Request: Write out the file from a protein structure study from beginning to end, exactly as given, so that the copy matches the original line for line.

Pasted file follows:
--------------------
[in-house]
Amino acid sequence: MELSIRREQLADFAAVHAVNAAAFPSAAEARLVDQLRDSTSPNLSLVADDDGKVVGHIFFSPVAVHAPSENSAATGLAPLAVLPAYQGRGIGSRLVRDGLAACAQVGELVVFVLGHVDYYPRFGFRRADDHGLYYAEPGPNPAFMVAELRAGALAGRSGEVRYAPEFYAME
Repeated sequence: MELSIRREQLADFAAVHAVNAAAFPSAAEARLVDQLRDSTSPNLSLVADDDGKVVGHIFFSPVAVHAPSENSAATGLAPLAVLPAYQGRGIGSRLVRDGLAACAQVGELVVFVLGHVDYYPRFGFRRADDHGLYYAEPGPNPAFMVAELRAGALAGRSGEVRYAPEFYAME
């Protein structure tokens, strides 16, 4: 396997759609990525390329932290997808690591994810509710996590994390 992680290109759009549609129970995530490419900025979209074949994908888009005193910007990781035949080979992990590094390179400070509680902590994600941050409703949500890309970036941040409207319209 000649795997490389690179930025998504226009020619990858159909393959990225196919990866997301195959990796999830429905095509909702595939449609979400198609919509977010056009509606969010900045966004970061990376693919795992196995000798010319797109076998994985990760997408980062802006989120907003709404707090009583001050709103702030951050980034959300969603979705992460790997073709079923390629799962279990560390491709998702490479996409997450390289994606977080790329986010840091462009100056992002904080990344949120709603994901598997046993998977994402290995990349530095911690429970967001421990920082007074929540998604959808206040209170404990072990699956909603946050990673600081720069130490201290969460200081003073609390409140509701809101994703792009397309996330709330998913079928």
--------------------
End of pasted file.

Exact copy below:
[in-house]
Amino acid sequence: MELSIRREQLADFAAVHAVNAAAFPSAAEARLVDQLRDSTSPNLSLVADDDGKVVGHIFFSPVAVHAPSENSAATGLAPLAVLPAYQGRGIGSRLVRDGLAACAQVGELVVFVLGHVDYYPRFGFRRADDHGLYYAEPGPNPAFMVAELRAGALAGRSGEVRYAPEFYAME
Repeated sequence: MELSIRREQLADFAAVHAVNAAAFPSAAEARLVDQLRDSTSPNLSLVADDDGKVVGHIFFSPVAVHAPSENSAATGLAPLAVLPAYQGRGIGSRLVRDGLAACAQVGELVVFVLGHVDYYPRFGFRRADDHGLYYAEPGPNPAFMVAELRAGALAGRSGEVRYAPEFYAME
């Protein structure tokens, strides 16, 4: 396997759609990525390329932290997808690591994810509710996590994390 992680290109759009549609129970995530490419900025979209074949994908888009005193910007990781035949080979992990590094390179400070509680902590994600941050409703949500890309970036941040409207319209 000649795997490389690179930025998504226009020619990858159909393959990225196919990866997301195959990796999830429905095509909702595939449609979400198609919509977010056009509606969010900045966004970061990376693919795992196995000798010319797109076998994985990760997408980062802006989120907003709404707090009583001050709103702030951050980034959300969603979705992460790997073709079923390629799962279990560390491709998702490479996409997450390289994606977080790329986010840091462009100056992002904080990344949120709603994901598997046993998977994402290995990349530095911690429970967001421990920082007074929540998604959808206040209170404990072990699956909603946050990673600081720069130490201290969460200081003073609390409140509701809101994703792009397309996330709330998913079928």